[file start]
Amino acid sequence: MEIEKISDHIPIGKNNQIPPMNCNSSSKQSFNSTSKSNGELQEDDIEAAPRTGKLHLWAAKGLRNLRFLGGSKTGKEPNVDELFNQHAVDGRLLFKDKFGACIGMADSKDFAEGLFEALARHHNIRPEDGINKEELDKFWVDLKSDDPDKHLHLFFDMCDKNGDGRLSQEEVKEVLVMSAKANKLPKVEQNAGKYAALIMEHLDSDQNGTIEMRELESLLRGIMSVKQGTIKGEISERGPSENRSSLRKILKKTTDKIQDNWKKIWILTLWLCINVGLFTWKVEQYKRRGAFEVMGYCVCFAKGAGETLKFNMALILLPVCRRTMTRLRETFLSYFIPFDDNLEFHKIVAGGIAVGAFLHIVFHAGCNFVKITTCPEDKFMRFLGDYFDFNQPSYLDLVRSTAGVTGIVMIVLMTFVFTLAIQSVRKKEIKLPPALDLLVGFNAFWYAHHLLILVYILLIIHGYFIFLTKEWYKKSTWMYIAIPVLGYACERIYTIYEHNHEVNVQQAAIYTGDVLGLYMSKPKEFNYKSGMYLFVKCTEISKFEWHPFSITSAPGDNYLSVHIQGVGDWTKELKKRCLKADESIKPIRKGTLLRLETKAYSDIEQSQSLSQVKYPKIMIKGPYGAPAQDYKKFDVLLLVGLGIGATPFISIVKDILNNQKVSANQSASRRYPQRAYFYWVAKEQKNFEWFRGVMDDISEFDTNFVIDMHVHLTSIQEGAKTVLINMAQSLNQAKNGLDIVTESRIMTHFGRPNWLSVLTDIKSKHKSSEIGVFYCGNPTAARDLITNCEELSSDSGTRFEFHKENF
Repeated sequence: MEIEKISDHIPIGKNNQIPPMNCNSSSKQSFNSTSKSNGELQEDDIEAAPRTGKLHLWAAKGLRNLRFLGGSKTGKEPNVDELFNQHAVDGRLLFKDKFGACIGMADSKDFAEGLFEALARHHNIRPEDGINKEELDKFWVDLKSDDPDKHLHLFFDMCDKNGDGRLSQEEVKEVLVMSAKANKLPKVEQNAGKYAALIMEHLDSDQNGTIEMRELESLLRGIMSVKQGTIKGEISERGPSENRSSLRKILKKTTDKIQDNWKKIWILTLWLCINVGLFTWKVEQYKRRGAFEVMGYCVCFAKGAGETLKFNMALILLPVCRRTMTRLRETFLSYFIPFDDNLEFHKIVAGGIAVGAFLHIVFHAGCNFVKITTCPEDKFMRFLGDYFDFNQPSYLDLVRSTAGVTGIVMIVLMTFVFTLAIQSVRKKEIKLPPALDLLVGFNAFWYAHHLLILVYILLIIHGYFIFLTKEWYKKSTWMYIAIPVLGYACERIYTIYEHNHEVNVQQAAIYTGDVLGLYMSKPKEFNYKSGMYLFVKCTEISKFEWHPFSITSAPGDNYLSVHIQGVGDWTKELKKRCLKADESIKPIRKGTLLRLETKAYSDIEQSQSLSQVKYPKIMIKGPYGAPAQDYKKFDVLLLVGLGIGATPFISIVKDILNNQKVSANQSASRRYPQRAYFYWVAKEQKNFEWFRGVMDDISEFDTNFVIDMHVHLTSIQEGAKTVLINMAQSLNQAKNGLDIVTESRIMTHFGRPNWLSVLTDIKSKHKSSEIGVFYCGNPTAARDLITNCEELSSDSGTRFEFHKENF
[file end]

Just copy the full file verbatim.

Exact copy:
Amino acid sequence: MEIEKISDHIPIGKNNQIPPMNCNSSSKQSFNSTSKSNGELQEDDIEAAPRTGKLHLWAAKGLRNLRFLGGSKTGKEPNVDELFNQHAVDGRLLFKDKFGACIGMADSKDFAEGLFEALARHHNIRPEDGINKEELDKFWVDLKSDDPDKHLHLFFDMCDKNGDGRLSQEEVKEVLVMSAKANKLPKVEQNAGKYAALIMEHLDSDQNGTIEMRELESLLRGIMSVKQGTIKGEISERGPSENRSSLRKILKKTTDKIQDNWKKIWILTLWLCINVGLFTWKVEQYKRRGAFEVMGYCVCFAKGAGETLKFNMALILLPVCRRTMTRLRETFLSYFIPFDDNLEFHKIVAGGIAVGAFLHIVFHAGCNFVKITTCPEDKFMRFLGDYFDFNQPSYLDLVRSTAGVTGIVMIVLMTFVFTLAIQSVRKKEIKLPPALDLLVGFNAFWYAHHLLILVYILLIIHGYFIFLTKEWYKKSTWMYIAIPVLGYACERIYTIYEHNHEVNVQQAAIYTGDVLGLYMSKPKEFNYKSGMYLFVKCTEISKFEWHPFSITSAPGDNYLSVHIQGVGDWTKELKKRCLKADESIKPIRKGTLLRLETKAYSDIEQSQSLSQVKYPKIMIKGPYGAPAQDYKKFDVLLLVGLGIGATPFISIVKDILNNQKVSANQSASRRYPQRAYFYWVAKEQKNFEWFRGVMDDISEFDTNFVIDMHVHLTSIQEGAKTVLINMAQSLNQAKNGLDIVTESRIMTHFGRPNWLSVLTDIKSKHKSSEIGVFYCGNPTAARDLITNCEELSSDSGTRFEFHKENF
Repeated sequence: MEIEKISDHIPIGKNNQIPPMNCNSSSKQSFNSTSKSNGELQEDDIEAAPRTGKLHLWAAKGLRNLRFLGGSKTGKEPNVDELFNQHAVDGRLLFKDKFGACIGMADSKDFAEGLFEALARHHNIRPEDGINKEELDKFWVDLKSDDPDKHLHLFFDMCDKNGDGRLSQEEVKEVLVMSAKANKLPKVEQNAGKYAALIMEHLDSDQNGTIEMRELESLLRGIMSVKQGTIKGEISERGPSENRSSLRKILKKTTDKIQDNWKKIWILTLWLCINVGLFTWKVEQYKRRGAFEVMGYCVCFAKGAGETLKFNMALILLPVCRRTMTRLRETFLSYFIPFDDNLEFHKIVAGGIAVGAFLHIVFHAGCNFVKITTCPEDKFMRFLGDYFDFNQPSYLDLVRSTAGVTGIVMIVLMTFVFTLAIQSVRKKEIKLPPALDLLVGFNAFWYAHHLLILVYILLIIHGYFIFLTKEWYKKSTWMYIAIPVLGYACERIYTIYEHNHEVNVQQAAIYTGDVLGLYMSKPKEFNYKSGMYLFVKCTEISKFEWHPFSITSAPGDNYLSVHIQGVGDWTKELKKRCLKADESIKPIRKGTLLRLETKAYSDIEQSQSLSQVKYPKIMIKGPYGAPAQDYKKFDVLLLVGLGIGATPFISIVKDILNNQKVSANQSASRRYPQRAYFYWVAKEQKNFEWFRGVMDDISEFDTNFVIDMHVHLTSIQEGAKTVLINMAQSLNQAKNGLDIVTESRIMTHFGRPNWLSVLTDIKSKHKSSEIGVFYCGNPTAARDLITNCEELSSDSGTRFEFHKENF